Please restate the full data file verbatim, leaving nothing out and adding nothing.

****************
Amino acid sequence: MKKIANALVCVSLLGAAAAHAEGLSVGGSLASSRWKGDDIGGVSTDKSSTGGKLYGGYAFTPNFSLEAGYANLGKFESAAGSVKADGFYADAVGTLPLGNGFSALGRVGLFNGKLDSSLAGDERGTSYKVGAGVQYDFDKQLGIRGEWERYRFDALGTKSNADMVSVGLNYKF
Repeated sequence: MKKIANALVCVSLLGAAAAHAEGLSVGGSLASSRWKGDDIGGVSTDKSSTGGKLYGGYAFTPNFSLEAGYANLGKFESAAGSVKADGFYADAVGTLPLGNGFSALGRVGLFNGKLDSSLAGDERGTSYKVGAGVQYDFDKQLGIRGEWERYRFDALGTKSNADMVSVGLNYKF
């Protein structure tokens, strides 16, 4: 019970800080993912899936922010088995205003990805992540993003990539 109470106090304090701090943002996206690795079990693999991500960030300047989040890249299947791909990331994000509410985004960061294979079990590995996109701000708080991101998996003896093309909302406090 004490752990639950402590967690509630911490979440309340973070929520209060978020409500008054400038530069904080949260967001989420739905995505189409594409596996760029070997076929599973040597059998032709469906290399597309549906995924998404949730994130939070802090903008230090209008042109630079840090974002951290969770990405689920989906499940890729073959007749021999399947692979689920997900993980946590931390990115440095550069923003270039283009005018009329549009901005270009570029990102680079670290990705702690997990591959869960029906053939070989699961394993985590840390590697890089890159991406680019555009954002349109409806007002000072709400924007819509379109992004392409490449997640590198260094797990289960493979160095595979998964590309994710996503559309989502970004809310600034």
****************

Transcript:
Amino acid sequence: MKKIANALVCVSLLGAAAAHAEGLSVGGSLASSRWKGDDIGGVSTDKSSTGGKLYGGYAFTPNFSLEAGYANLGKFESAAGSVKADGFYADAVGTLPLGNGFSALGRVGLFNGKLDSSLAGDERGTSYKVGAGVQYDFDKQLGIRGEWERYRFDALGTKSNADMVSVGLNYKF
Repeated sequence: MKKIANALVCVSLLGAAAAHAEGLSVGGSLASSRWKGDDIGGVSTDKSSTGGKLYGGYAFTPNFSLEAGYANLGKFESAAGSVKADGFYADAVGTLPLGNGFSALGRVGLFNGKLDSSLAGDERGTSYKVGAGVQYDFDKQLGIRGEWERYRFDALGTKSNADMVSVGLNYKF
């Protein structure tokens, strides 16, 4: 019970800080993912899936922010088995205003990805992540993003990539 109470106090304090701090943002996206690795079990693999991500960030300047989040890249299947791909990331994000509410985004960061294979079990590995996109701000708080991101998996003896093309909302406090 004490752990639950402590967690509630911490979440309340973070929520209060978020409500008054400038530069904080949260967001989420739905995505189409594409596996760029070997076929599973040597059998032709469906290399597309549906995924998404949730994130939070802090903008230090209008042109630079840090974002951290969770990405689920989906499940890729073959007749021999399947692979689920997900993980946590931390990115440095550069923003270039283009005018009329549009901005270009570029990102680079670290990705702690997990591959869960029906053939070989699961394993985590840390590697890089890159991406680019555009954002349109409806007002000072709400924007819509379109992004392409490449997640590198260094797990289960493979160095595979998964590309994710996503559309989502970004809310600034």